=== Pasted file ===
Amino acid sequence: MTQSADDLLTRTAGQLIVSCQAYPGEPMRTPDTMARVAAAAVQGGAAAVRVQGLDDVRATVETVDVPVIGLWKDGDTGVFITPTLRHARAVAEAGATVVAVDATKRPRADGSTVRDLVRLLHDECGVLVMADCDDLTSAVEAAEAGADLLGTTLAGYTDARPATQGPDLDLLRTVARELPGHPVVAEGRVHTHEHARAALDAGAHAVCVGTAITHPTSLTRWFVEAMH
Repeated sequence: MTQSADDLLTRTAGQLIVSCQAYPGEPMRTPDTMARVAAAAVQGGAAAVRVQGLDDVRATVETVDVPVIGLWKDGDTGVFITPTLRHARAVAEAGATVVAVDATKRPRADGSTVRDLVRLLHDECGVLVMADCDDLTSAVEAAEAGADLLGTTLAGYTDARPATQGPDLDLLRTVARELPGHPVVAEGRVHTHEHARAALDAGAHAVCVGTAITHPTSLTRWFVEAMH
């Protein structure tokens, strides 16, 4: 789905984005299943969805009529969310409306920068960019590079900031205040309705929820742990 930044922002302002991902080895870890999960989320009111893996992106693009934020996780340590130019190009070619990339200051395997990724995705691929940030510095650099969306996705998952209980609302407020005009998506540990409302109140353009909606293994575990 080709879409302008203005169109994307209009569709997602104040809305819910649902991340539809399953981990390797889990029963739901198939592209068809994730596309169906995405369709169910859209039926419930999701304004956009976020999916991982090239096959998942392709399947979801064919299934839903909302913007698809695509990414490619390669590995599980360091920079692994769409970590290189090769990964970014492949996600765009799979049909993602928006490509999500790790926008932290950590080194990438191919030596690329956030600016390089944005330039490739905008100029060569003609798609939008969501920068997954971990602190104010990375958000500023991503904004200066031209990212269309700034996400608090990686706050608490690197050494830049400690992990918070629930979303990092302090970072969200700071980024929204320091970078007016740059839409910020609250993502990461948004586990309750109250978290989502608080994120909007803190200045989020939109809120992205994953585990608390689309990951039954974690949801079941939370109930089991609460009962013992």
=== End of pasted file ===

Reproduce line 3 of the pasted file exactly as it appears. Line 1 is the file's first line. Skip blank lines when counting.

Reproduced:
């Protein structure tokens, strides 16, 4: 789905984005299943969805009529969310409306920068960019590079900031205040309705929820742990 930044922002302002991902080895870890999960989320009111893996992106693009934020996780340590130019190009070619990339200051395997990724995705691929940030510095650099969306996705998952209980609302407020005009998506540990409302109140353009909606293994575990 080709879409302008203005169109994307209009569709997602104040809305819910649902991340539809399953981990390797889990029963739901198939592209068809994730596309169906995405369709169910859209039926419930999701304004956009976020999916991982090239096959998942392709399947979801064919299934839903909302913007698809695509990414490619390669590995599980360091920079692994769409970590290189090769990964970014492949996600765009799979049909993602928006490509999500790790926008932290950590080194990438191919030596690329956030600016390089944005330039490739905008100029060569003609798609939008969501920068997954971990602190104010990375958000500023991503904004200066031209990212269309700034996400608090990686706050608490690197050494830049400690992990918070629930979303990092302090970072969200700071980024929204320091970078007016740059839409910020609250993502990461948004586990309750109250978290989502608080994120909007803190200045989020939109809120992205994953585990608390689309990951039954974690949801079941939370109930089991609460009962013992």